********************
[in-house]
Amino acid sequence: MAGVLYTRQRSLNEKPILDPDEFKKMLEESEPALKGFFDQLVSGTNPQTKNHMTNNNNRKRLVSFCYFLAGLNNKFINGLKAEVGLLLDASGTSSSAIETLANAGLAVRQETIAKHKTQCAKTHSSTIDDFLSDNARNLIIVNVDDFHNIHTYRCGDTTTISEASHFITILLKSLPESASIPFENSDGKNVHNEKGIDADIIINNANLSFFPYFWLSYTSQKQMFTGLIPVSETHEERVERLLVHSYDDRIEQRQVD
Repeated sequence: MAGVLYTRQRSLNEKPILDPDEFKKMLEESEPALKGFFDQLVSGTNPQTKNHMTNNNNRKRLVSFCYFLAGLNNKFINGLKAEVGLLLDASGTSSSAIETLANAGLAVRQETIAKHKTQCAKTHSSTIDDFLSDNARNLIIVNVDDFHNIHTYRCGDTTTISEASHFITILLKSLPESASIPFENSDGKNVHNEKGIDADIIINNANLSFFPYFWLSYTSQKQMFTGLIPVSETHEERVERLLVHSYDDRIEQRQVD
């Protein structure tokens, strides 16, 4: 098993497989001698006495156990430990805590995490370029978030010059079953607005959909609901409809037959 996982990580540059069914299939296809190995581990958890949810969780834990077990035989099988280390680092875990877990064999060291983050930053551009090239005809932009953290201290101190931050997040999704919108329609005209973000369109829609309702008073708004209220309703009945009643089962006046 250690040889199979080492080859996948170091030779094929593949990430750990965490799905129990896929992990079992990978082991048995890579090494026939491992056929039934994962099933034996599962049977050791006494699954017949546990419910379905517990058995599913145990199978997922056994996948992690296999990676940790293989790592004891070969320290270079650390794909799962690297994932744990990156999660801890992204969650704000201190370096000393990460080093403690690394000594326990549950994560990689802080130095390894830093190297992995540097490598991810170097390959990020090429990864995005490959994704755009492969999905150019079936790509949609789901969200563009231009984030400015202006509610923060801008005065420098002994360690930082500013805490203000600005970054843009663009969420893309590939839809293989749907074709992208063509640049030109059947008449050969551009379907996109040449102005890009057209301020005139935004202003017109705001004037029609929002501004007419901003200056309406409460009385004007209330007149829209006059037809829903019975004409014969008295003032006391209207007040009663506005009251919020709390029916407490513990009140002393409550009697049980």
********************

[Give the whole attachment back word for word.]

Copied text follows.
[in-house]
Amino acid sequence: MAGVLYTRQRSLNEKPILDPDEFKKMLEESEPALKGFFDQLVSGTNPQTKNHMTNNNNRKRLVSFCYFLAGLNNKFINGLKAEVGLLLDASGTSSSAIETLANAGLAVRQETIAKHKTQCAKTHSSTIDDFLSDNARNLIIVNVDDFHNIHTYRCGDTTTISEASHFITILLKSLPESASIPFENSDGKNVHNEKGIDADIIINNANLSFFPYFWLSYTSQKQMFTGLIPVSETHEERVERLLVHSYDDRIEQRQVD
Repeated sequence: MAGVLYTRQRSLNEKPILDPDEFKKMLEESEPALKGFFDQLVSGTNPQTKNHMTNNNNRKRLVSFCYFLAGLNNKFINGLKAEVGLLLDASGTSSSAIETLANAGLAVRQETIAKHKTQCAKTHSSTIDDFLSDNARNLIIVNVDDFHNIHTYRCGDTTTISEASHFITILLKSLPESASIPFENSDGKNVHNEKGIDADIIINNANLSFFPYFWLSYTSQKQMFTGLIPVSETHEERVERLLVHSYDDRIEQRQVD
């Protein structure tokens, strides 16, 4: 098993497989001698006495156990430990805590995490370029978030010059079953607005959909609901409809037959 996982990580540059069914299939296809190995581990958890949810969780834990077990035989099988280390680092875990877990064999060291983050930053551009090239005809932009953290201290101190931050997040999704919108329609005209973000369109829609309702008073708004209220309703009945009643089962006046 250690040889199979080492080859996948170091030779094929593949990430750990965490799905129990896929992990079992990978082991048995890579090494026939491992056929039934994962099933034996599962049977050791006494699954017949546990419910379905517990058995599913145990199978997922056994996948992690296999990676940790293989790592004891070969320290270079650390794909799962690297994932744990990156999660801890992204969650704000201190370096000393990460080093403690690394000594326990549950994560990689802080130095390894830093190297992995540097490598991810170097390959990020090429990864995005490959994704755009492969999905150019079936790509949609789901969200563009231009984030400015202006509610923060801008005065420098002994360690930082500013805490203000600005970054843009663009969420893309590939839809293989749907074709992208063509640049030109059947008449050969551009379907996109040449102005890009057209301020005139935004202003017109705001004037029609929002501004007419901003200056309406409460009385004007209330007149829209006059037809829903019975004409014969008295003032006391209207007040009663506005009251919020709390029916407490513990009140002393409550009697049980």